Internet Security ‘Undermined By Random Number Weaknesses’

Matt Broersma is a long standing tech freelance, who has worked for Ziff-Davis, ZDnet and other leading publications

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The random numbers used by web cryptographic systems aren’t random enough, say security researchers

The random-number generation systems that underlie the Internet’s security are far weaker than they should be and don’t receive the attention they deserve, according to a presentation at the Black Hat security conference in Las Vegas.

While efforts to bolster security have focused on encryption systems, security professionals aren’t as aware as they should be of the random numbers that “underwrite the security of every modern communications system, including the Internet”, according to researchers Bruce Potter and Sasha Wood.


Entropy drain

They took a closer look at the systems commonly used to provide random numbers for Internet security systems, and found “truly surprising” weaknesses.

The problems centre on the way these systems – called pseudo random number generators (PRNGs) – provide themselves with “entropy”, a term that in this context designates data that, while not truly random, is disordered enough to serve as such in processes such as the generation of secure keys.

Typically, PRNGs gather this jumble of data from actions such as mouse movements and keyboard strokes, feeding it into a “pool” that is drawn on in the creation of random numbers.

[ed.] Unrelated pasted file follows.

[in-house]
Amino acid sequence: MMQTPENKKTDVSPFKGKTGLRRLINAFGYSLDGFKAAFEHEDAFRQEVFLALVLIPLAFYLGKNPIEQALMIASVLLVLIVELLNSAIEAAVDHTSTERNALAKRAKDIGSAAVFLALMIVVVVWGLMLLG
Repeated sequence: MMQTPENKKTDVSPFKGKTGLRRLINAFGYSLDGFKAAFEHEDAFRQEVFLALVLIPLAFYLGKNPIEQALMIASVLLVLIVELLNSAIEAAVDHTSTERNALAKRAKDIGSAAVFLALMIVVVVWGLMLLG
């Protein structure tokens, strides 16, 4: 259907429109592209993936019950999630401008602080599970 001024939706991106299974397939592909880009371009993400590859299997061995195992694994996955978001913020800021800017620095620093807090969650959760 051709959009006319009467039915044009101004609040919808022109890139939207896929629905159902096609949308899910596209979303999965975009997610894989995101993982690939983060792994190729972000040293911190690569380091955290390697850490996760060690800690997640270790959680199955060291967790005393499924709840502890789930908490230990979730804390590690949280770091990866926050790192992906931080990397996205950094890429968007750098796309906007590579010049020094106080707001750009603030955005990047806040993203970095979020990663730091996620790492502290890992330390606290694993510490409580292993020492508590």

However, Potter and Wood found that web servers typically have a low reserve of entropy, around 128 bits – partly because of high kernel demands on the pool and also in part due to low rates of entropy going into the pool.

The problem is compounded by the way encryption systems handle random number generation, the researchers said. For instance, they found that OpenSSL, an implementation of SSL/TLS commonly used on web servers, only pulls data from the pool once per runtime, and doesn’t verify how disordered the data is, assuming it is acceptable.

Crypto risk

“This means that depending on the state of the kernel entropy pool when OpenSSL is started, little to no new entropy will be contained in the random numbers provided,” they wrote in their research paper. “For long running processes, such as servers that link to the OpenSSL libraries, it means that all PRNG operations performed for the duration of the server only have as much entropy as was available at the invocation of the OpenSSL library.”

Industry observers noted that other implementations of SSL, such as Google’s OpenSSL-based BoringSSL, do regularly gather more entropy.

The issue is worth closer scrutiny because of its fundamental importance for encryption, said Potter and Wood.

“Nearly every crypto system relies heavily on access to high quality random numbers,” they wrote. “If the random numbers used in these crypto systems aren’t truly random (or at least random enough to withstand cryptanalytic scrutiny), then the security the algorithm provides can be completely compromised.”

At the conference they released an open source program called libentropy that provides an interface for managing sources of entropy and reporting the status of entropy creation and utilisation.

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